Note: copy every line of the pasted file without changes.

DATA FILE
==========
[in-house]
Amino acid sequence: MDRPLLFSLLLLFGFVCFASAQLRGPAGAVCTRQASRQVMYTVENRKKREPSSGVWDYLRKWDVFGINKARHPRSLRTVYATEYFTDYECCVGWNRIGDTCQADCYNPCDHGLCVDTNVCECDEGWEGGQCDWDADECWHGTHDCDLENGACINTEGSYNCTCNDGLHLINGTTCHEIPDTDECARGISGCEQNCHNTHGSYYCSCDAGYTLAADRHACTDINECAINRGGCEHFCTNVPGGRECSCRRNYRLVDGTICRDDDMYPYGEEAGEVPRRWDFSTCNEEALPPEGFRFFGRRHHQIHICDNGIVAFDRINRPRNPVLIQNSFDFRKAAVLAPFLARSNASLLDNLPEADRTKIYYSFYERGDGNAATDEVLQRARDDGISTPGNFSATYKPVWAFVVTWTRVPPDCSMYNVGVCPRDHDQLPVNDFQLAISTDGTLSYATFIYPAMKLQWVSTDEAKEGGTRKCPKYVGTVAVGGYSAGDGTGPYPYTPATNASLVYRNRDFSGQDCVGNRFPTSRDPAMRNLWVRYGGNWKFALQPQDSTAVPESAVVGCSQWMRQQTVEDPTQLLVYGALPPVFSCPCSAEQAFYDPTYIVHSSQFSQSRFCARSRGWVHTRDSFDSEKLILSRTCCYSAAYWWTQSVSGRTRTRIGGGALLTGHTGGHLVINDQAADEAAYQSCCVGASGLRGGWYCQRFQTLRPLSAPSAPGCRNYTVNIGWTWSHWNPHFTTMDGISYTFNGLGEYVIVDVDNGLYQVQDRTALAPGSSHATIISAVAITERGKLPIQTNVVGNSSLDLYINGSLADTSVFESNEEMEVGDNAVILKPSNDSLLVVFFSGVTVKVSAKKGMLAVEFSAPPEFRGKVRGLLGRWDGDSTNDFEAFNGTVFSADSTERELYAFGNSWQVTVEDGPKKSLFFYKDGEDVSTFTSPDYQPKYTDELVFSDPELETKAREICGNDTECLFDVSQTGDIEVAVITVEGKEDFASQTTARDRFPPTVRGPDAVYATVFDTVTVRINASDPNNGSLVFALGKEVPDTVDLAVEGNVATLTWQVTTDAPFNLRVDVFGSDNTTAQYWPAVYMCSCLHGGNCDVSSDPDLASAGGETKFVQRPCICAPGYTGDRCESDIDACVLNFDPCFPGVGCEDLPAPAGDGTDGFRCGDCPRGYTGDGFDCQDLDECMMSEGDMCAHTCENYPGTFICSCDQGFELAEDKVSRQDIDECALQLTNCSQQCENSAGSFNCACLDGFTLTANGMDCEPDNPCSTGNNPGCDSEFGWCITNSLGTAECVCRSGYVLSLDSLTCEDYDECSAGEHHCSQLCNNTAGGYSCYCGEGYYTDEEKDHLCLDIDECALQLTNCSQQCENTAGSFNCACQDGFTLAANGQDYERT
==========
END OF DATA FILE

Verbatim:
[in-house]
Amino acid sequence: MDRPLLFSLLLLFGFVCFASAQLRGPAGAVCTRQASRQVMYTVENRKKREPSSGVWDYLRKWDVFGINKARHPRSLRTVYATEYFTDYECCVGWNRIGDTCQADCYNPCDHGLCVDTNVCECDEGWEGGQCDWDADECWHGTHDCDLENGACINTEGSYNCTCNDGLHLINGTTCHEIPDTDECARGISGCEQNCHNTHGSYYCSCDAGYTLAADRHACTDINECAINRGGCEHFCTNVPGGRECSCRRNYRLVDGTICRDDDMYPYGEEAGEVPRRWDFSTCNEEALPPEGFRFFGRRHHQIHICDNGIVAFDRINRPRNPVLIQNSFDFRKAAVLAPFLARSNASLLDNLPEADRTKIYYSFYERGDGNAATDEVLQRARDDGISTPGNFSATYKPVWAFVVTWTRVPPDCSMYNVGVCPRDHDQLPVNDFQLAISTDGTLSYATFIYPAMKLQWVSTDEAKEGGTRKCPKYVGTVAVGGYSAGDGTGPYPYTPATNASLVYRNRDFSGQDCVGNRFPTSRDPAMRNLWVRYGGNWKFALQPQDSTAVPESAVVGCSQWMRQQTVEDPTQLLVYGALPPVFSCPCSAEQAFYDPTYIVHSSQFSQSRFCARSRGWVHTRDSFDSEKLILSRTCCYSAAYWWTQSVSGRTRTRIGGGALLTGHTGGHLVINDQAADEAAYQSCCVGASGLRGGWYCQRFQTLRPLSAPSAPGCRNYTVNIGWTWSHWNPHFTTMDGISYTFNGLGEYVIVDVDNGLYQVQDRTALAPGSSHATIISAVAITERGKLPIQTNVVGNSSLDLYINGSLADTSVFESNEEMEVGDNAVILKPSNDSLLVVFFSGVTVKVSAKKGMLAVEFSAPPEFRGKVRGLLGRWDGDSTNDFEAFNGTVFSADSTERELYAFGNSWQVTVEDGPKKSLFFYKDGEDVSTFTSPDYQPKYTDELVFSDPELETKAREICGNDTECLFDVSQTGDIEVAVITVEGKEDFASQTTARDRFPPTVRGPDAVYATVFDTVTVRINASDPNNGSLVFALGKEVPDTVDLAVEGNVATLTWQVTTDAPFNLRVDVFGSDNTTAQYWPAVYMCSCLHGGNCDVSSDPDLASAGGETKFVQRPCICAPGYTGDRCESDIDACVLNFDPCFPGVGCEDLPAPAGDGTDGFRCGDCPRGYTGDGFDCQDLDECMMSEGDMCAHTCENYPGTFICSCDQGFELAEDKVSRQDIDECALQLTNCSQQCENSAGSFNCACLDGFTLTANGMDCEPDNPCSTGNNPGCDSEFGWCITNSLGTAECVCRSGYVLSLDSLTCEDYDECSAGEHHCSQLCNNTAGGYSCYCGEGYYTDEEKDHLCLDIDECALQLTNCSQQCENTAGSFNCACQDGFTLAANGQDYERT